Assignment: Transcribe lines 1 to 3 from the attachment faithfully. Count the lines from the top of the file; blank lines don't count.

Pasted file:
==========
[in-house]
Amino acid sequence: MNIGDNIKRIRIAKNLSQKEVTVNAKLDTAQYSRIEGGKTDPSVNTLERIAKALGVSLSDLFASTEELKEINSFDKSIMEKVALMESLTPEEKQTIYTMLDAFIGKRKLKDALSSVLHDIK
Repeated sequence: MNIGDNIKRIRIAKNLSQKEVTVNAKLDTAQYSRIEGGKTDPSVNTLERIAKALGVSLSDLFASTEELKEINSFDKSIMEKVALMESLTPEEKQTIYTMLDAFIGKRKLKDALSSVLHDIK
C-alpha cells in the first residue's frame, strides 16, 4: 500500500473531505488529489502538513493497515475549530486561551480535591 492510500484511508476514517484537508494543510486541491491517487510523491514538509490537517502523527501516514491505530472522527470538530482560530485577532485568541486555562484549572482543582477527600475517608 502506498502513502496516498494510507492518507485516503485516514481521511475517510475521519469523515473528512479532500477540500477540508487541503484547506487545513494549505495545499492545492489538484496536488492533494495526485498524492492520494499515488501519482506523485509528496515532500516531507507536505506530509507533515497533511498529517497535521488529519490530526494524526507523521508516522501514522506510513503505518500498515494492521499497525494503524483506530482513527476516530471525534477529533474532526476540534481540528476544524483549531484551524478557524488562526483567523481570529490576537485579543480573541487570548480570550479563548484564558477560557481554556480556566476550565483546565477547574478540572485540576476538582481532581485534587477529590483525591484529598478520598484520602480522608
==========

[in-house]
Amino acid sequence: MNIGDNIKRIRIAKNLSQKEVTVNAKLDTAQYSRIEGGKTDPSVNTLERIAKALGVSLSDLFASTEELKEINSFDKSIMEKVALMESLTPEEKQTIYTMLDAFIGKRKLKDALSSVLHDIK
Repeated sequence: MNIGDNIKRIRIAKNLSQKEVTVNAKLDTAQYSRIEGGKTDPSVNTLERIAKALGVSLSDLFASTEELKEINSFDKSIMEKVALMESLTPEEKQTIYTMLDAFIGKRKLKDALSSVLHDIK